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 Post subject: Re: Tramming Drivers with a laser
PostPosted: Sun Jun 10, 2018 12:11 pm 

Joined: Tue Aug 24, 2004 10:34 pm
Posts: 679
Wow! Way over my head but that is impressive use of technology. Thanks for posting this Gary. Makes me feel like a caveman. Regards, John.


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 Post subject: Re: Tramming Drivers with a laser
PostPosted: Sun Jun 10, 2018 12:32 pm 

Joined: Sun Aug 22, 2004 7:19 am
Posts: 5486
Location: southeastern USA
Agreed - how accurate is accurate?

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Corollary: "He who does is doomed to watch those who don't repeat it anyway."


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 Post subject: Re: Tramming Drivers with a laser
PostPosted: Tue Jun 12, 2018 9:14 am 

Joined: Tue Sep 14, 2004 7:52 am
Posts: 1425
Location: Strasburg, PA
DRS.GPBensman wrote:
Where the old railroad wire and mics practice may get you within .015 to .025".

We have found these scans to cost $15,000 to $25,000.

I'd say that .005 to .010 accuracy is more in line with what a careful machinist can routinely achieve. A .020 diameter string line is still .020 in diameter at the far end of the locomotive. The lasers that McMaster sells make a dot 1/8” in diameter at a range of 25’. The materials needed to string line measure a frame for tram (not counting micrometers)may cost about $200.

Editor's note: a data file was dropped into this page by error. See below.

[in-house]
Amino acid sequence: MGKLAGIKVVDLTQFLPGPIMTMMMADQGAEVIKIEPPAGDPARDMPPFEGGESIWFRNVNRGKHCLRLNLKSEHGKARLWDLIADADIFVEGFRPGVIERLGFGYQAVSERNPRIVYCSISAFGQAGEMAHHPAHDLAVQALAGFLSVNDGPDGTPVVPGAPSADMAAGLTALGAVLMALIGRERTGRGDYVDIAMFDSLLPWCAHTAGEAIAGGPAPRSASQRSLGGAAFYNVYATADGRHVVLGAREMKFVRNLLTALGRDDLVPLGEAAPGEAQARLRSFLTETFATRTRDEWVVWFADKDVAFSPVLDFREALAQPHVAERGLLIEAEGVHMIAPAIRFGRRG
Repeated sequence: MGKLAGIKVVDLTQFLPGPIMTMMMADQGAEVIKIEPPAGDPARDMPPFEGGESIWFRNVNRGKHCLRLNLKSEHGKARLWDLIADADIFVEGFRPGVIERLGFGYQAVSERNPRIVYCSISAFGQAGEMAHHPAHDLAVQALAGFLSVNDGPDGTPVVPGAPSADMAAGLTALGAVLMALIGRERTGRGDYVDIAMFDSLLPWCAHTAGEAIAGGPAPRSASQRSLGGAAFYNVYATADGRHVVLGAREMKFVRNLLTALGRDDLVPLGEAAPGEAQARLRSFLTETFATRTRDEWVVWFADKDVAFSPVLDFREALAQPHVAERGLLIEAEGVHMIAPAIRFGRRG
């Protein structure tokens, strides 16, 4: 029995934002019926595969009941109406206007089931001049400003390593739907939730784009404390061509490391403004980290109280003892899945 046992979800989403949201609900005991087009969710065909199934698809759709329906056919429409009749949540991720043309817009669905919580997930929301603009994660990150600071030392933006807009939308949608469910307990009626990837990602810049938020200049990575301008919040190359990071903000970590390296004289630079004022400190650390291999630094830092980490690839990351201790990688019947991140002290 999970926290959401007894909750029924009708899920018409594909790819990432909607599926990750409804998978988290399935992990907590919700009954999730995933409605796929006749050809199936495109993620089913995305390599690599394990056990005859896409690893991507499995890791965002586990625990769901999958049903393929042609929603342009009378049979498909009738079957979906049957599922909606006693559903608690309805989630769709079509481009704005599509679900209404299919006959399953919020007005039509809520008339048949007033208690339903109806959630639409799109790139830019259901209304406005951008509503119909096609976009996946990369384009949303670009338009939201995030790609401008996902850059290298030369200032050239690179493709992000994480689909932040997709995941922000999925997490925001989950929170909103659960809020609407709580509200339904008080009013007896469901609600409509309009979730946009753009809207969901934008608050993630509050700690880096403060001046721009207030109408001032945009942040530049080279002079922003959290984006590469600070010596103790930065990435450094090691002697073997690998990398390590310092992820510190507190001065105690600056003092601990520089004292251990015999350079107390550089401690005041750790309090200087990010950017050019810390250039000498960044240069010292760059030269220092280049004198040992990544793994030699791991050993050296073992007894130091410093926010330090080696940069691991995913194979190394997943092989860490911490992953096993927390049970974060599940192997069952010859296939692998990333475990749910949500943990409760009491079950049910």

My thinking is that a coordinate measuring machine is magnitudes beyond the level of the initial question about tramming the drivers using a laser. You pays your money and you takes your choice.

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 Post subject: Re: Tramming Drivers with a laser
PostPosted: Tue Jun 12, 2018 4:02 pm 

Joined: Sun Aug 22, 2004 9:34 am
Posts: 375
Let's get our technology correct here.

Use an optical laser to perform tramming is not the state-of-the-art.

Using laser technology to measure distances from fixed points or the creation of a "point" cloud is the state-of-the-art.

3D laser scanning has come into its own with advances in the hardware and software. It is being used in the power generation field for component replacements. I've recently witnessed demonstrations to challenge the accuracy and quality of the products. Coupled with high resolutions photographs, the results are amazing.

Scaling this back, the technology can be applied to creating a 3D model of a locomotive frame with all the key planes identified. With fixed reference points, the scanning device can be located in numerous locations around the locomotive and the software is able to assemble the data into a single model. Cylinder centerlines can be located and referenced to any location needed, verticality of shoe faces and angularity of wedge faces can be found, spring rigging points known, etc. Add in your actual driving box dimensions and you soon have your shoe and wedge dimensions.

I think this is exciting technology and we're currently employing it with USSC 148.

G. Mark

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 Post subject: Re: Tramming Drivers with a laser
PostPosted: Wed Jun 13, 2018 8:11 am 

Joined: Tue Sep 14, 2004 7:52 am
Posts: 1425
Location: Strasburg, PA
G. Mark & Gary,

Do your organizations own the 3D laser scanning equipment used, or do you hire a service each time it is used?

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Strasburg Rail Road Mechanical Department


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 Post subject: Re: Tramming Drivers with a laser